The Haidate, or thigh shields, are one of the three principle parts of the armor (called Sangu), that protected the extremities of the samurai in Feudal Japan. These thigh guards started to feature new designs towards the mid-Muromachi Period (~1450). It was a time when the samurai started fighting more on foot rather than horseback. Many warriors of this period found it to be too cumbersome and uncomfortable. They often disdained using the haidate favoring freedom of movement and speed but eventually accepted the haidate for the needed protection.
As they became more of a necessity and the haidate developed, crafters sought to increase the comfort factor by adding leg straps to the back. They added a leather loop at the front and center of the haidate. It could attach to the dō, or be tied around the shoulders and supported like a pair of suspenders. Towards the end of the Sengoku Period, padding was also added to the outer edges to help protect against glancing blows.
Traditionally haidate were crafted using linen, leather, brocade and/or silk materials with iron plating and sometimes kasari (chainmail) that was sewn to the thigh sections. The plates where often overlapped like roof tiles and took the form of different shapes and patterns. Some warriors preferred spacing the plates out, and then added kasari between the plates to allow more flexibility.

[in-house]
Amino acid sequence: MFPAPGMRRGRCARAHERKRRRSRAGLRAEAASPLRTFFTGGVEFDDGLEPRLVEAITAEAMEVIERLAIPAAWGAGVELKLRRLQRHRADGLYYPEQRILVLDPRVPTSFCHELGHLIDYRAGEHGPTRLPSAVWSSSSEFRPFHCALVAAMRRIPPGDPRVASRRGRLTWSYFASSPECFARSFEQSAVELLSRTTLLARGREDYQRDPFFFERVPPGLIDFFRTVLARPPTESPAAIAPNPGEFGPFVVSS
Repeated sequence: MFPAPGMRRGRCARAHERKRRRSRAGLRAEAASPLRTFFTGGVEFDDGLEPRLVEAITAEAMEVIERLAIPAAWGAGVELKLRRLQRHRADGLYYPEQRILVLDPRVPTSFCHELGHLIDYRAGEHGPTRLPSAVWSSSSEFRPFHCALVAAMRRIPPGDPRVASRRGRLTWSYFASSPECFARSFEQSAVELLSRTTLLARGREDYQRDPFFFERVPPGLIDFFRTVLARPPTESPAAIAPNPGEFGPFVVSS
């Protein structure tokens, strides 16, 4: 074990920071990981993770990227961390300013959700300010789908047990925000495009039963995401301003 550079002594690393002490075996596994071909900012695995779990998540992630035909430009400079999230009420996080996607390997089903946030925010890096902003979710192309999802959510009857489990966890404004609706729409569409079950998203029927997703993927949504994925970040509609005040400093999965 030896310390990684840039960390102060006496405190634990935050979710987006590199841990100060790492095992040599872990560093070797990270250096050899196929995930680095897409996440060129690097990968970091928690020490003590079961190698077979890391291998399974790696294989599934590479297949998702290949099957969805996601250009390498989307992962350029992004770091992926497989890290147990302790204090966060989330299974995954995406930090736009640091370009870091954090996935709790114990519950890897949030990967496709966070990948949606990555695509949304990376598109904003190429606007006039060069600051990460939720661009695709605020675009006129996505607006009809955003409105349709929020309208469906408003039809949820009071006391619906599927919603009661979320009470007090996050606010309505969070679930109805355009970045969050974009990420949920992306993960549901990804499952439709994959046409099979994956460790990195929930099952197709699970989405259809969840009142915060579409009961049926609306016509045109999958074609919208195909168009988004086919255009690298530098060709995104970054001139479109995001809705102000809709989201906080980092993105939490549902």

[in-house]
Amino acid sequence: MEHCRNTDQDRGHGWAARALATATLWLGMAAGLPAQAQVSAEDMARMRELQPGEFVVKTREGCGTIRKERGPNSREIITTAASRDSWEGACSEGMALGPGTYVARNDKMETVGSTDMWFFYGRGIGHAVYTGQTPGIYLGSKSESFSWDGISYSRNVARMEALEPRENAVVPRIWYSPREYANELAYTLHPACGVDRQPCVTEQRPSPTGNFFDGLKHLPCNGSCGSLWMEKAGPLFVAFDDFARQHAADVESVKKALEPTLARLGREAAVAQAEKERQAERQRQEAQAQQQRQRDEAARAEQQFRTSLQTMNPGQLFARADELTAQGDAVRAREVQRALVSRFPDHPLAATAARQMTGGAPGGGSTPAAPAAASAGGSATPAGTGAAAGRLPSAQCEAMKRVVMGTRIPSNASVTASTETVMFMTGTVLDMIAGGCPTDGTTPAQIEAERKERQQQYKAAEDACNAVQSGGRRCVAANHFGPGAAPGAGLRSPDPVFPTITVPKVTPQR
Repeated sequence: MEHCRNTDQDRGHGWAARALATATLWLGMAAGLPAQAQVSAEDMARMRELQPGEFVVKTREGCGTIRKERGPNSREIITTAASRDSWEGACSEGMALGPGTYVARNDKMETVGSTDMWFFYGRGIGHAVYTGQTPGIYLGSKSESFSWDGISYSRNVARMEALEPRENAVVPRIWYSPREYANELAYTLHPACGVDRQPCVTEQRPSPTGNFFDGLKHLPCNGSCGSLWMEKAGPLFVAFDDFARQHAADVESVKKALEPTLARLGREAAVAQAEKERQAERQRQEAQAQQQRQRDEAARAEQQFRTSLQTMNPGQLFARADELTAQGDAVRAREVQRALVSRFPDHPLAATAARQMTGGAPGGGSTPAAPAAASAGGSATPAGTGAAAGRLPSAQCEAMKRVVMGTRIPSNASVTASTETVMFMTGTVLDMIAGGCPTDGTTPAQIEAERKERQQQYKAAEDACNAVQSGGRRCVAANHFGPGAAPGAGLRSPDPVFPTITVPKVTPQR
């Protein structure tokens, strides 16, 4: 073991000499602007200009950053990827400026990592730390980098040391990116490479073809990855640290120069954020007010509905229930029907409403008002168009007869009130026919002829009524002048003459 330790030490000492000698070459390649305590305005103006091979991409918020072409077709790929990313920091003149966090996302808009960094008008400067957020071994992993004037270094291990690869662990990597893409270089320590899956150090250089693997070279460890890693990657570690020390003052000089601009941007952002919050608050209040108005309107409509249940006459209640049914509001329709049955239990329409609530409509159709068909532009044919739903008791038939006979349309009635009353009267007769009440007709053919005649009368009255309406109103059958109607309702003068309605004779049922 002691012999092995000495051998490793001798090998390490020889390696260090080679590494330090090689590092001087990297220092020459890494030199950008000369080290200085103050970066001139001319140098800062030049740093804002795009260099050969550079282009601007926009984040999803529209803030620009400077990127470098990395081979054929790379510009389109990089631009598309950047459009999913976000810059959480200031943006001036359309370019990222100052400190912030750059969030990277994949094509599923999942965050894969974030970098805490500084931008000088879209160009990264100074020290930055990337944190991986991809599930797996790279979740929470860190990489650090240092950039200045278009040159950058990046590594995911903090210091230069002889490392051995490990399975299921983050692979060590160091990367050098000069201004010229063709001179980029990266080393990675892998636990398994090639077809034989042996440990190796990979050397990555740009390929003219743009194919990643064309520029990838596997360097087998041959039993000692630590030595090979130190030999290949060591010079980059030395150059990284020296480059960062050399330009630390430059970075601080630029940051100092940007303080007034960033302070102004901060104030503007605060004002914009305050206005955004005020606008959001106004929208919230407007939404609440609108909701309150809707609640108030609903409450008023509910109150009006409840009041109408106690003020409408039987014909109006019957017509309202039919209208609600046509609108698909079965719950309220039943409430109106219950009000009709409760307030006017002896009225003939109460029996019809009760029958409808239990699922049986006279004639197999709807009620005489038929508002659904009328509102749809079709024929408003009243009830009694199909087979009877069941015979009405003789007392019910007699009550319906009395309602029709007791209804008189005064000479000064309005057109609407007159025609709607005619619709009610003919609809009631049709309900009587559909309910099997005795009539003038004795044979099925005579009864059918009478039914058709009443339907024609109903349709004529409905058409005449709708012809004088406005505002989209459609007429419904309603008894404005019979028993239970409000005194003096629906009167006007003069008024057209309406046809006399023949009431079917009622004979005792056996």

To learn more about the unique history and development of Sangu armor like the Haidate, you can read more in our blog article “About Sangu and Sode Armor Parts.”
Features: Traditional design in a variety of different styles.
- Optional material, paint color, designs and styles.
- Custom design is available. Send us an image of the design you would like.
- EDGING OPTIONS: Padded edges are Edo style. No edging is Sengoku Period style.
- A kosaru-gawa can be added for additional support.
The Haidate is handcrafted by Iron Mountain Armory at the time of your order. Please allow 2 weeks for crafting of this item.
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